or health. For example, various causal models of the links between conduct and academic competence have been developed (e.g., see Hinshaw, 1992).
One longitudinal study of a community cohort of 205 children assessed three dimensions of competence in childhood (academic, social, and conduct) and five dimensions of competence in late adolescence (academic, social, conduct, job, and romantic) (Project Competence; Masten, Burt, and Coatsworth, 2006). Conduct competence (following rules in salient social contexts) in childhood proved to be more likely to lead to academic competence in adolescence than the reverse pathway (see Hinshaw, 1992, for a discussion of alternative causal models of the links between conduct and academic competence). Masten and colleagues proposed the concept of developmental cascades to refer to the process by which competence and problems become linked across time. Illustratively, their study found externalizing, or primarily behavioral, problems (e.g., conduct disorder, oppositional defiant disorder) in childhood leads to lower academic competence in adolescence, which in turn leads to increased internalizing, or primarily emotional, problems (e.g., anxiety, depression) in young adulthood (Masten, Roisman, et al., 2005).
In another study of 1,438 adolescents in two urban, high-poverty public schools in Baltimore and New York (Seidman and Pedersen, 2003), competence was conceptualized as the interaction of the individual with several social contexts: peer, athletic, academic, religious, employment, and cultural. Nine different profiles of engagement with these contexts emerged and showed differing associations with indicators of positive mental health (self-esteem) and mental health problems (depression and delinquency). Youth who were positively engaged in two or more settings had higher self-esteem and lower depression. However, high engagement in athletic contexts along with low engagement in cultural or academic contexts was associated with high rates of delinquency. These authors propose that studying homogeneous at-risk populations can identify diverse profiles of competence (positive or negative) that might be obscured by studying more heterogeneous populations or by studying each aspect of competence separately (Seidman and Pedersen, 2003). Werner and Smith (1982, 1992), in a series of classic studies of youth at high risk on the island of Hawaii, also argue that the resources a child needs to successfully develop vary by developmental stage. Early in life, a close relationship with the primary caregiver is crucially important, whereas in adolescence, the presence of mentors and opportunities in school and the neighborhood are crucial.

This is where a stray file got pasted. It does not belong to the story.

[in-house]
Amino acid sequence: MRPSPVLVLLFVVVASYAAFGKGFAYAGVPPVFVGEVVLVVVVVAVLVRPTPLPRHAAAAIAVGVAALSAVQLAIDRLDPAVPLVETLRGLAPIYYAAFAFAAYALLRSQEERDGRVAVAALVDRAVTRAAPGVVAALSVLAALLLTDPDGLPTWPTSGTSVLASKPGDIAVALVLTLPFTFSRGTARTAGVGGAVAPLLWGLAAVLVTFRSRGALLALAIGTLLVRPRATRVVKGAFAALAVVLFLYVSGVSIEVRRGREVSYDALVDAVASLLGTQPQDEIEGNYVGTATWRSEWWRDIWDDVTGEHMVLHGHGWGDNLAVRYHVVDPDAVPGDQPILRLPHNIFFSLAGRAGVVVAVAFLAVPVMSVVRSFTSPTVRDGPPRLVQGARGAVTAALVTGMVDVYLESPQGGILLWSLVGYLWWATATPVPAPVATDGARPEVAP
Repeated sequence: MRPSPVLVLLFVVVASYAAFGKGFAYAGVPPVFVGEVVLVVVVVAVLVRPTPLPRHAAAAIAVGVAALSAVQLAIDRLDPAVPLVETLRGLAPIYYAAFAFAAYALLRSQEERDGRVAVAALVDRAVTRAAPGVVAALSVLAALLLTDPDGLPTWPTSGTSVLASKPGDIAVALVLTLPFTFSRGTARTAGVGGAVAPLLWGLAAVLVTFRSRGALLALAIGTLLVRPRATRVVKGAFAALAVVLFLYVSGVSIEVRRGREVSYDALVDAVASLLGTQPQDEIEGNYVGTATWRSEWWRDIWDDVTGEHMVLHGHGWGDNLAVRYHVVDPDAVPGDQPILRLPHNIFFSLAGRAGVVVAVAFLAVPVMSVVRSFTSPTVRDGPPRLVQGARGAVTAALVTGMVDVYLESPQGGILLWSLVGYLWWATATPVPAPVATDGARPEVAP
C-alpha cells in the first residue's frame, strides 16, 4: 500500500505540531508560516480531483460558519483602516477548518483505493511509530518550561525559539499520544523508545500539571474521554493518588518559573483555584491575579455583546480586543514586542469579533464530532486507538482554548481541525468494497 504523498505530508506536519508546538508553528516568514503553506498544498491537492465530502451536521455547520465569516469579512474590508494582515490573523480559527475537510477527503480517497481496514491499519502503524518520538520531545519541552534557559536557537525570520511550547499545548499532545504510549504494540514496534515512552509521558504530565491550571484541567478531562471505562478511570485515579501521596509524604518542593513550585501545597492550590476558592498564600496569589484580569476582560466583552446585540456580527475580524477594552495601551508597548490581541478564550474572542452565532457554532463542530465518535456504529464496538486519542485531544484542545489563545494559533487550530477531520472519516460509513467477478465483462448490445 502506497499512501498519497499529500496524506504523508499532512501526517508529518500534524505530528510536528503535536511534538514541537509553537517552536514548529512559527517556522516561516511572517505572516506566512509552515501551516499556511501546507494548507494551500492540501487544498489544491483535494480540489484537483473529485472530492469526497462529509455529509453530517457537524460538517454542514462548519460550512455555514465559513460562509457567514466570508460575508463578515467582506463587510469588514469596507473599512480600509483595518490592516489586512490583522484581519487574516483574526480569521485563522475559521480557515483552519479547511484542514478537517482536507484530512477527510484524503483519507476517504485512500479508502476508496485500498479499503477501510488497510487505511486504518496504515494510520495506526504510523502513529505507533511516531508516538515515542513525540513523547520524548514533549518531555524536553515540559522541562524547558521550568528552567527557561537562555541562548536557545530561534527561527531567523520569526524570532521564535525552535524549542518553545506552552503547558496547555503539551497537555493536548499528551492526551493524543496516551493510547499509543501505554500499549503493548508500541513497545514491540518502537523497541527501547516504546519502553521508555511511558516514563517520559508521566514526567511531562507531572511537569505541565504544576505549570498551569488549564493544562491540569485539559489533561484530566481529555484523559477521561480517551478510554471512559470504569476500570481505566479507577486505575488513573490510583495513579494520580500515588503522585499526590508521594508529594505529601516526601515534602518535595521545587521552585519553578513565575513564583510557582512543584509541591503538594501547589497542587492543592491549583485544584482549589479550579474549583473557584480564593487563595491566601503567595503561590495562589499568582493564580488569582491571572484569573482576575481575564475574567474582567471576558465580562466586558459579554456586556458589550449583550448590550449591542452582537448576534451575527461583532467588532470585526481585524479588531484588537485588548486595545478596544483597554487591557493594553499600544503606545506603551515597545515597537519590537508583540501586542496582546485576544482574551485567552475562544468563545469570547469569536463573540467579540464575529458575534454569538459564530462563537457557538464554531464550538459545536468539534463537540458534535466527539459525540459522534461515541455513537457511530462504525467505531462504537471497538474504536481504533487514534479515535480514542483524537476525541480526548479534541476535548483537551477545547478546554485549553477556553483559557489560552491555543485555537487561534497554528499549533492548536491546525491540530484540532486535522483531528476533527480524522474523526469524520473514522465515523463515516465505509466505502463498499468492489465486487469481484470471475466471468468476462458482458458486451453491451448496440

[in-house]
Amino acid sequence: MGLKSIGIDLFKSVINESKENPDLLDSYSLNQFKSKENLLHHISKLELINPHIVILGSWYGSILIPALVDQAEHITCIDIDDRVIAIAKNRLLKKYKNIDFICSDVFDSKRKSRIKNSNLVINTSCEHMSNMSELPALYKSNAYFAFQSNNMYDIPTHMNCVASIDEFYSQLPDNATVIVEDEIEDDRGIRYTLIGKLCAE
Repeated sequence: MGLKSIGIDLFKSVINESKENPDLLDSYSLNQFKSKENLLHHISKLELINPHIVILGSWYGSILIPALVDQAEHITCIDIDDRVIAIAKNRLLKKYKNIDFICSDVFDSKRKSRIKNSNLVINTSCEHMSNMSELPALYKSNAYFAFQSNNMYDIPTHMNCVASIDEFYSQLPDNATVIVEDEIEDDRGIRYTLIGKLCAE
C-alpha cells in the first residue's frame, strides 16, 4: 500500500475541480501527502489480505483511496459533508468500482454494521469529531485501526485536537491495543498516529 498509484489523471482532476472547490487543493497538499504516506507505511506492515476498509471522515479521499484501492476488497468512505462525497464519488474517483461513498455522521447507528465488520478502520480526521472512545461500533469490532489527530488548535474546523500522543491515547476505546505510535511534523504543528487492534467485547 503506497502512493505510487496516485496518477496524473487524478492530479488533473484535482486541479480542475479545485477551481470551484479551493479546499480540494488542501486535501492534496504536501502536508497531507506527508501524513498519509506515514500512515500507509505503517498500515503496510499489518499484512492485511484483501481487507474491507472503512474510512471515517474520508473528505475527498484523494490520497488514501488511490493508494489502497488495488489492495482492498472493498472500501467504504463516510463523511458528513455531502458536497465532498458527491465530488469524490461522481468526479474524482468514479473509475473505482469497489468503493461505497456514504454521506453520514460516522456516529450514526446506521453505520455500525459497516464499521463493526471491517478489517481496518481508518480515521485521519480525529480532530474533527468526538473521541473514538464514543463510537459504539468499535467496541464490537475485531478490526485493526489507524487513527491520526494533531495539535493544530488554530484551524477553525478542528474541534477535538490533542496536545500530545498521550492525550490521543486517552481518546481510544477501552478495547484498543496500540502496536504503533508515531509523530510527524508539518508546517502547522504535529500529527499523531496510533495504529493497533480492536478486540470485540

Although there are no universally accepted taxonomy or agreed-on measures of positive mental health, several groups have attempted to inte-